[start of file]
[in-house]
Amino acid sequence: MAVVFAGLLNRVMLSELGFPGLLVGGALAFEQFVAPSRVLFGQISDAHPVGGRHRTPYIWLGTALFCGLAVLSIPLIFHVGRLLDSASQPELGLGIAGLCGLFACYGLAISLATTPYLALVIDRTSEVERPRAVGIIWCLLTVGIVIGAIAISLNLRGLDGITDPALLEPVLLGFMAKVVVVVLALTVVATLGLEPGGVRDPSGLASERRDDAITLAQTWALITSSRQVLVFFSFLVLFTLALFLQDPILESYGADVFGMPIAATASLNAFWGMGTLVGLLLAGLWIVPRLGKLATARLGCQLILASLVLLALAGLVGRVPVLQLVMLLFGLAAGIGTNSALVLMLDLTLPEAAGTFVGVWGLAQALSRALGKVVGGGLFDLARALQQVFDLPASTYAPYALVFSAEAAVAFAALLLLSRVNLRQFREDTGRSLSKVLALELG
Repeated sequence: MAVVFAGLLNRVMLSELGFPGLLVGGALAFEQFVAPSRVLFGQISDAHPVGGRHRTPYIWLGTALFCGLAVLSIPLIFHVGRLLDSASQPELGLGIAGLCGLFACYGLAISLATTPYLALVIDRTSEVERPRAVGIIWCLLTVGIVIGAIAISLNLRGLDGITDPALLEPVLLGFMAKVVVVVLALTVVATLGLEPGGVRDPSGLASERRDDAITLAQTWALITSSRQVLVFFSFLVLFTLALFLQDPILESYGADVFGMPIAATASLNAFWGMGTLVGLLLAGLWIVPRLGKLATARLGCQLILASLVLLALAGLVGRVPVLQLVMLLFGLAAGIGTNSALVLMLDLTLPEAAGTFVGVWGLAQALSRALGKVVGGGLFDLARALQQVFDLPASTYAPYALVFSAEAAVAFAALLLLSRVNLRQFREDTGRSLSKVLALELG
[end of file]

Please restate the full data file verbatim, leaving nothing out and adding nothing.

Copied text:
[in-house]
Amino acid sequence: MAVVFAGLLNRVMLSELGFPGLLVGGALAFEQFVAPSRVLFGQISDAHPVGGRHRTPYIWLGTALFCGLAVLSIPLIFHVGRLLDSASQPELGLGIAGLCGLFACYGLAISLATTPYLALVIDRTSEVERPRAVGIIWCLLTVGIVIGAIAISLNLRGLDGITDPALLEPVLLGFMAKVVVVVLALTVVATLGLEPGGVRDPSGLASERRDDAITLAQTWALITSSRQVLVFFSFLVLFTLALFLQDPILESYGADVFGMPIAATASLNAFWGMGTLVGLLLAGLWIVPRLGKLATARLGCQLILASLVLLALAGLVGRVPVLQLVMLLFGLAAGIGTNSALVLMLDLTLPEAAGTFVGVWGLAQALSRALGKVVGGGLFDLARALQQVFDLPASTYAPYALVFSAEAAVAFAALLLLSRVNLRQFREDTGRSLSKVLALELG
Repeated sequence: MAVVFAGLLNRVMLSELGFPGLLVGGALAFEQFVAPSRVLFGQISDAHPVGGRHRTPYIWLGTALFCGLAVLSIPLIFHVGRLLDSASQPELGLGIAGLCGLFACYGLAISLATTPYLALVIDRTSEVERPRAVGIIWCLLTVGIVIGAIAISLNLRGLDGITDPALLEPVLLGFMAKVVVVVLALTVVATLGLEPGGVRDPSGLASERRDDAITLAQTWALITSSRQVLVFFSFLVLFTLALFLQDPILESYGADVFGMPIAATASLNAFWGMGTLVGLLLAGLWIVPRLGKLATARLGCQLILASLVLLALAGLVGRVPVLQLVMLLFGLAAGIGTNSALVLMLDLTLPEAAGTFVGVWGLAQALSRALGKVVGGGLFDLARALQQVFDLPASTYAPYALVFSAEAAVAFAALLLLSRVNLRQFREDTGRSLSKVLALELG